The Square “Fighting March” of the Crusaders at the Battle of Ascalon (1099)

In this paper I will examine a number of theories about the origin of this particular marching formation, based on the manuals attributed to the Byzantine Emperors Maurice (582–602), Leo VI (886–912) and Nicephoros Phocas (963– 69) and several anonymous Byzantine military treatises of the sixth and tenth centuries.

Were Christians and Muslims Allies in the First Crusade?

In this article, we present the case that an alliance existed between the Crusaders and the Fatimid rulers of Egypt, and it was only when that alliance broke down that Jerusalem would become the target of a military attack.

“A Well-Regulated Militia”: The Medieval Origins of the Second Amendment

As it turns out, weapons ownership—and its relationship to political rights, power, and masculine self-image—has deep roots in the Middle Ages. This in turns, explains how firearms came to be so entrenched in American culture.

Medieval Geopolitics: The Medieval “Military Revolution”

From the late 1200s onward, royal warmaking capabilities underwent profound changes – changes that made them decisively less feudal and decidedly more state-like.

“You will all be killed”: Medieval Life in War-Torn Paris

During the Hundred Years’ War, the city of Paris was captured and ruled by the English for sixteen years. The story of this violent and terrible period is vividly recounted by an anonymous writer, known as the Bourgeois de Paris.

Noble warriors: the military elite and Henry VIII’s expeditions of 1513 and 1544

This thesis is concerned with identifying and understanding the typical behaviour of the early Tudor nobility, particularly in relation to military activity.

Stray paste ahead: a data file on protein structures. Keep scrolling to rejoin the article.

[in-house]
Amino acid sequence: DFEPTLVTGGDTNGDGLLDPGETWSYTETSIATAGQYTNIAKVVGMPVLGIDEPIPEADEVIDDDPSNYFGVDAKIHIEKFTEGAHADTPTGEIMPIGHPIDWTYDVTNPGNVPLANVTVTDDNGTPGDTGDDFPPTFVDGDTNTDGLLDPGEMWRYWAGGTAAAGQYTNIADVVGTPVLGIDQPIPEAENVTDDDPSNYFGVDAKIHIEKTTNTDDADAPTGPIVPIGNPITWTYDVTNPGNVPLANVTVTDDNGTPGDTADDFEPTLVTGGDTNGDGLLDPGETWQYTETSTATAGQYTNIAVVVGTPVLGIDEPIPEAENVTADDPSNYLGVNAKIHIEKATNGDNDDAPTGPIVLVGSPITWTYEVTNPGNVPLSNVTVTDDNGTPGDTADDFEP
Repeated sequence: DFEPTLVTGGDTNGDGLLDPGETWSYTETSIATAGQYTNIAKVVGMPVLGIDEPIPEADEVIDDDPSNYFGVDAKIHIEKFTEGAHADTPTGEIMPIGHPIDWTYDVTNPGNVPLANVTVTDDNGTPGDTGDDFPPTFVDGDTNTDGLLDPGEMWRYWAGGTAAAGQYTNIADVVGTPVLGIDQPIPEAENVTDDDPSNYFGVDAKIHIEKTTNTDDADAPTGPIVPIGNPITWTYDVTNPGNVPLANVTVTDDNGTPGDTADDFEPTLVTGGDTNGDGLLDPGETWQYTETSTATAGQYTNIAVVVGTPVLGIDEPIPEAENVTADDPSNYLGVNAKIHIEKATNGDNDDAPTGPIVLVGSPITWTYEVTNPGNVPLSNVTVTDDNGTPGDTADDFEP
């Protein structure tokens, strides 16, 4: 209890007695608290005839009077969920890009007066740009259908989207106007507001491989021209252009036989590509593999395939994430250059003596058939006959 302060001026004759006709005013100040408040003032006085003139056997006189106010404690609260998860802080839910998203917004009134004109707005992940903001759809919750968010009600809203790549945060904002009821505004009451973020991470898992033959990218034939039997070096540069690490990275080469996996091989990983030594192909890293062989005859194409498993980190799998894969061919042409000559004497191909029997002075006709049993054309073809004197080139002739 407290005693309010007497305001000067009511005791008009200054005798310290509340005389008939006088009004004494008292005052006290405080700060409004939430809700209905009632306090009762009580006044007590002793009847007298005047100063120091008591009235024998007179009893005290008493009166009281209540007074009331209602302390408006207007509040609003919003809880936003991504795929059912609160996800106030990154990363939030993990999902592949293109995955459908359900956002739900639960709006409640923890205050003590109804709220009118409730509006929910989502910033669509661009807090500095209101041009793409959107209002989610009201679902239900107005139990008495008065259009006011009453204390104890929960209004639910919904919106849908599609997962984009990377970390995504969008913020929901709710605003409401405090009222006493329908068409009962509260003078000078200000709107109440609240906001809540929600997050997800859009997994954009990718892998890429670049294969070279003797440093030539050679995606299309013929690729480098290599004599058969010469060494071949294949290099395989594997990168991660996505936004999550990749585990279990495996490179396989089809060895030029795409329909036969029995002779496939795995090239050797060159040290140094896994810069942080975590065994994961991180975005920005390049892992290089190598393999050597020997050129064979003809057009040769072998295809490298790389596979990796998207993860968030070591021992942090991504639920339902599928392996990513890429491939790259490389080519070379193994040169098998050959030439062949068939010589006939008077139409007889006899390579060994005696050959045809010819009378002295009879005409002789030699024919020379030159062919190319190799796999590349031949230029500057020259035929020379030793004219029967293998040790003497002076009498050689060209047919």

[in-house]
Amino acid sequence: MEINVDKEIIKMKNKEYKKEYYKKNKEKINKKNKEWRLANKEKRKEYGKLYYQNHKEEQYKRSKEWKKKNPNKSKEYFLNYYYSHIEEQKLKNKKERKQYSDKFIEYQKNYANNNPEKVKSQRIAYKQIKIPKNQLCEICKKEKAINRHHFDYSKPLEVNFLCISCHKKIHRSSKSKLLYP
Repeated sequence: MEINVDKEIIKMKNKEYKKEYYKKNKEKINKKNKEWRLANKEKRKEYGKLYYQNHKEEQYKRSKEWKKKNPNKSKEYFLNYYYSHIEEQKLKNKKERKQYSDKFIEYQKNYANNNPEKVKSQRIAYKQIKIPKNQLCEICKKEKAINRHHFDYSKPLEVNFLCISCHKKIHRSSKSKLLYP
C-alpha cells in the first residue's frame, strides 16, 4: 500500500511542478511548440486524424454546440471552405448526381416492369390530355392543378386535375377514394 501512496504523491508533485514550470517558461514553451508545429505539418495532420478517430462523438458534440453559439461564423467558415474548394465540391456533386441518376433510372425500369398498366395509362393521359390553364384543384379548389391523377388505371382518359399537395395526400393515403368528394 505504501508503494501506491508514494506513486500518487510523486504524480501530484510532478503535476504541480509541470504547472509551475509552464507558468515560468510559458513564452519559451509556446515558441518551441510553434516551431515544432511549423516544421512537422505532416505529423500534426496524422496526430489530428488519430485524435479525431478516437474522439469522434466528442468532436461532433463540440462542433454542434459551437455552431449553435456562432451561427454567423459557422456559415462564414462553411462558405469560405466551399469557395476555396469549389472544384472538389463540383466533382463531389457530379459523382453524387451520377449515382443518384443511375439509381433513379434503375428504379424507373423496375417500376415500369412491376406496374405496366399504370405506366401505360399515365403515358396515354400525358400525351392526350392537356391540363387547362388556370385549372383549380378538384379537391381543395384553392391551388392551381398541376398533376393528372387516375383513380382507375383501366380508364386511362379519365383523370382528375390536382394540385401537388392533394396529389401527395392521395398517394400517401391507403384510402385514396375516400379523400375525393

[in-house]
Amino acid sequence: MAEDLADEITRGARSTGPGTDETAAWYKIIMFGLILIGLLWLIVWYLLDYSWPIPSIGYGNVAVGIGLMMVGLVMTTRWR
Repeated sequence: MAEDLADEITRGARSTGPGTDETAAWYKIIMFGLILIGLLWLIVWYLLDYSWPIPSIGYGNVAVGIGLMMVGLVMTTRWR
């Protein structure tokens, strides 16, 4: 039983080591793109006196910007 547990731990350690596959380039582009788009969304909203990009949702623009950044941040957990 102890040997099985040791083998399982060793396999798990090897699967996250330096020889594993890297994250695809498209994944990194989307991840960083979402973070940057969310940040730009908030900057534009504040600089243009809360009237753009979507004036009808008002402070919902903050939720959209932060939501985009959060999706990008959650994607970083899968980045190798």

Survival at the frontier of Holy War: political expansion, crusading, commerce and the medieval colonizing settlement at Biała Gora, North Poland 

In the southern Baltic, episodes of colonisation were accompanied by processes of military conquest, political subjugation and religious conversion.

Reframing the Conversation on Medieval Military Strategy

This question of the history of strategy is a question of intellectual history: did medieval writers generate and transmit derivative and/or original ideas about how to wage war?

Medieval Geopolitics: The Two Types of Warfare in Medieval Europe

In this, the first post of the Medieval Geopolitics series, I take a look at the two types of political war fought in medieval Europe.

Simon de Montfort and King Henry III: The First Revolution in English History, 1258–1265

The reign of Henry III (1216–1272) was pivotal in English political history. It saw the entrenchment of Magna Carta, the growth of parliament and the widening of political society, as well as England’s first revolution (1258–1265), led by Simon de Montfort, earl of Leicester.

Historical European Martial Art: a crossroad between academic research, martial heritage re-creation and martial sport practices

This paper will propose and discuss, ideas on how to bridge the gap between enthusiasts and scholars; since their embodied knowledge, acquired by practice, is of tremendous value for scientific inquiries and scientific experimentation.